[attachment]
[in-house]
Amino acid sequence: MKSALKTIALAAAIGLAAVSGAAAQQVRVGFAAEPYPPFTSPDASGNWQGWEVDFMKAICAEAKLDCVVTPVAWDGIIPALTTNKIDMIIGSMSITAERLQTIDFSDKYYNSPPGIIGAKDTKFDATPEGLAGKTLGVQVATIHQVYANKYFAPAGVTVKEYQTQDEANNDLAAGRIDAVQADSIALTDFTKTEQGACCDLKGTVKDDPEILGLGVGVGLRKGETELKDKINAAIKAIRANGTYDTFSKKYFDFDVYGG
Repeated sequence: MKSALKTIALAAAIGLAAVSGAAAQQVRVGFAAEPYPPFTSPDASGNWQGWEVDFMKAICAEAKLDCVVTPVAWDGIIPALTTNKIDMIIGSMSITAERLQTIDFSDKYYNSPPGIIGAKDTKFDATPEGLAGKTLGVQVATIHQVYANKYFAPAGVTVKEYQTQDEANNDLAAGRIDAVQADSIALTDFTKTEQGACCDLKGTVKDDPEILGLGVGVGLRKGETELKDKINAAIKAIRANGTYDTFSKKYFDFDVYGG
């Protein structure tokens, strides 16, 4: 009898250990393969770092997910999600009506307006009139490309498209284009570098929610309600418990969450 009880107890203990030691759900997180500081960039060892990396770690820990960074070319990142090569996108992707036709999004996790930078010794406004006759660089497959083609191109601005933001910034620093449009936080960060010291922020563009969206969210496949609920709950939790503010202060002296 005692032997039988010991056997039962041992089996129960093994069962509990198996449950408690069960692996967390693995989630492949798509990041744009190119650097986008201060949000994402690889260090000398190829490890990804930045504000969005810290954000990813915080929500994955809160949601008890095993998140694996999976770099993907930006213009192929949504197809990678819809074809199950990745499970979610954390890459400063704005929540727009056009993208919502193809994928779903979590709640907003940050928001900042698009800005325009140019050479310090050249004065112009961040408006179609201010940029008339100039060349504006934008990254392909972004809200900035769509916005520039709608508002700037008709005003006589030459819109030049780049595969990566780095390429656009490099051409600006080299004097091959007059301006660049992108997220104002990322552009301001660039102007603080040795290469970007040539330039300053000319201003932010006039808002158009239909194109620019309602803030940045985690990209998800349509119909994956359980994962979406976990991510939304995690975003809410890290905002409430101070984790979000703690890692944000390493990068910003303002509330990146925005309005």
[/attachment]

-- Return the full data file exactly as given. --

[in-house]
Amino acid sequence: MKSALKTIALAAAIGLAAVSGAAAQQVRVGFAAEPYPPFTSPDASGNWQGWEVDFMKAICAEAKLDCVVTPVAWDGIIPALTTNKIDMIIGSMSITAERLQTIDFSDKYYNSPPGIIGAKDTKFDATPEGLAGKTLGVQVATIHQVYANKYFAPAGVTVKEYQTQDEANNDLAAGRIDAVQADSIALTDFTKTEQGACCDLKGTVKDDPEILGLGVGVGLRKGETELKDKINAAIKAIRANGTYDTFSKKYFDFDVYGG
Repeated sequence: MKSALKTIALAAAIGLAAVSGAAAQQVRVGFAAEPYPPFTSPDASGNWQGWEVDFMKAICAEAKLDCVVTPVAWDGIIPALTTNKIDMIIGSMSITAERLQTIDFSDKYYNSPPGIIGAKDTKFDATPEGLAGKTLGVQVATIHQVYANKYFAPAGVTVKEYQTQDEANNDLAAGRIDAVQADSIALTDFTKTEQGACCDLKGTVKDDPEILGLGVGVGLRKGETELKDKINAAIKAIRANGTYDTFSKKYFDFDVYGG
């Protein structure tokens, strides 16, 4: 009898250990393969770092997910999600009506307006009139490309498209284009570098929610309600418990969450 009880107890203990030691759900997180500081960039060892990396770690820990960074070319990142090569996108992707036709999004996790930078010794406004006759660089497959083609191109601005933001910034620093449009936080960060010291922020563009969206969210496949609920709950939790503010202060002296 005692032997039988010991056997039962041992089996129960093994069962509990198996449950408690069960692996967390693995989630492949798509990041744009190119650097986008201060949000994402690889260090000398190829490890990804930045504000969005810290954000990813915080929500994955809160949601008890095993998140694996999976770099993907930006213009192929949504197809990678819809074809199950990745499970979610954390890459400063704005929540727009056009993208919502193809994928779903979590709640907003940050928001900042698009800005325009140019050479310090050249004065112009961040408006179609201010940029008339100039060349504006934008990254392909972004809200900035769509916005520039709608508002700037008709005003006589030459819109030049780049595969990566780095390429656009490099051409600006080299004097091959007059301006660049992108997220104002990322552009301001660039102007603080040795290469970007040539330039300053000319201003932010006039808002158009239909194109620019309602803030940045985690990209998800349509119909994956359980994962979406976990991510939304995690975003809410890290905002409430101070984790979000703690890692944000390493990068910003303002509330990146925005309005």